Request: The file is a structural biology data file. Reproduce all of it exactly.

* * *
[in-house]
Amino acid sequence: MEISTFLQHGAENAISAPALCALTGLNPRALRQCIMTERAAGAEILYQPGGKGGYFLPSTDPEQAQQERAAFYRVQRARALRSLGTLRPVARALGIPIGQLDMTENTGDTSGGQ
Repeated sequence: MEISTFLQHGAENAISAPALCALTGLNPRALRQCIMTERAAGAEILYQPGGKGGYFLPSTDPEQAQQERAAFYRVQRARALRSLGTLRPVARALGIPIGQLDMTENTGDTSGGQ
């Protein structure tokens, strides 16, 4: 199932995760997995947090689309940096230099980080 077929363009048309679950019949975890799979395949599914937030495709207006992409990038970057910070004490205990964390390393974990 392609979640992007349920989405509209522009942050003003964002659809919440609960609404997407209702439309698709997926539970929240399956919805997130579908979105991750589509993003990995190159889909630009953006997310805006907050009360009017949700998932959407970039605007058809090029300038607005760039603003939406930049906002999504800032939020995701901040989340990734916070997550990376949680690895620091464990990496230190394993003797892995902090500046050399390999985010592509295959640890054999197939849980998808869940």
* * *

[in-house]
Amino acid sequence: MEISTFLQHGAENAISAPALCALTGLNPRALRQCIMTERAAGAEILYQPGGKGGYFLPSTDPEQAQQERAAFYRVQRARALRSLGTLRPVARALGIPIGQLDMTENTGDTSGGQ
Repeated sequence: MEISTFLQHGAENAISAPALCALTGLNPRALRQCIMTERAAGAEILYQPGGKGGYFLPSTDPEQAQQERAAFYRVQRARALRSLGTLRPVARALGIPIGQLDMTENTGDTSGGQ
């Protein structure tokens, strides 16, 4: 199932995760997995947090689309940096230099980080 077929363009048309679950019949975890799979395949599914937030495709207006992409990038970057910070004490205990964390390393974990 392609979640992007349920989405509209522009942050003003964002659809919440609960609404997407209702439309698709997926539970929240399956919805997130579908979105991750589509993003990995190159889909630009953006997310805006907050009360009017949700998932959407970039605007058809090029300038607005760039603003939406930049906002999504800032939020995701901040989340990734916070997550990376949680690895620091464990990496230190394993003797892995902090500046050399390999985010592509295959640890054999197939849980998808869940």